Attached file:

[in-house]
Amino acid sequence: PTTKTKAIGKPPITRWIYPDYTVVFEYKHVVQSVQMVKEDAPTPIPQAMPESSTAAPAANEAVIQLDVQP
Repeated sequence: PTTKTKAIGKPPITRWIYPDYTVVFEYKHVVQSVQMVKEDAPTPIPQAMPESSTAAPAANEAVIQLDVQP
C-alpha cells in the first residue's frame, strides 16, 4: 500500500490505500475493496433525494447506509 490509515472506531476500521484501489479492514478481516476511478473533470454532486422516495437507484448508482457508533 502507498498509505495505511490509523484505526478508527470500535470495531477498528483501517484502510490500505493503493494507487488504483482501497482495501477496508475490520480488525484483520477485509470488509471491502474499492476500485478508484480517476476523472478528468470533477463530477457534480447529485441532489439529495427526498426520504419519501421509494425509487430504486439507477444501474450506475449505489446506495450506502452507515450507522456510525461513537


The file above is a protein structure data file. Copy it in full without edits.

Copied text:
[in-house]
Amino acid sequence: PTTKTKAIGKPPITRWIYPDYTVVFEYKHVVQSVQMVKEDAPTPIPQAMPESSTAAPAANEAVIQLDVQP
Repeated sequence: PTTKTKAIGKPPITRWIYPDYTVVFEYKHVVQSVQMVKEDAPTPIPQAMPESSTAAPAANEAVIQLDVQP
C-alpha cells in the first residue's frame, strides 16, 4: 500500500490505500475493496433525494447506509 490509515472506531476500521484501489479492514478481516476511478473533470454532486422516495437507484448508482457508533 502507498498509505495505511490509523484505526478508527470500535470495531477498528483501517484502510490500505493503493494507487488504483482501497482495501477496508475490520480488525484483520477485509470488509471491502474499492476500485478508484480517476476523472478528468470533477463530477457534480447529485441532489439529495427526498426520504419519501421509494425509487430504486439507477444501474450506475449505489446506495450506502452507515450507522456510525461513537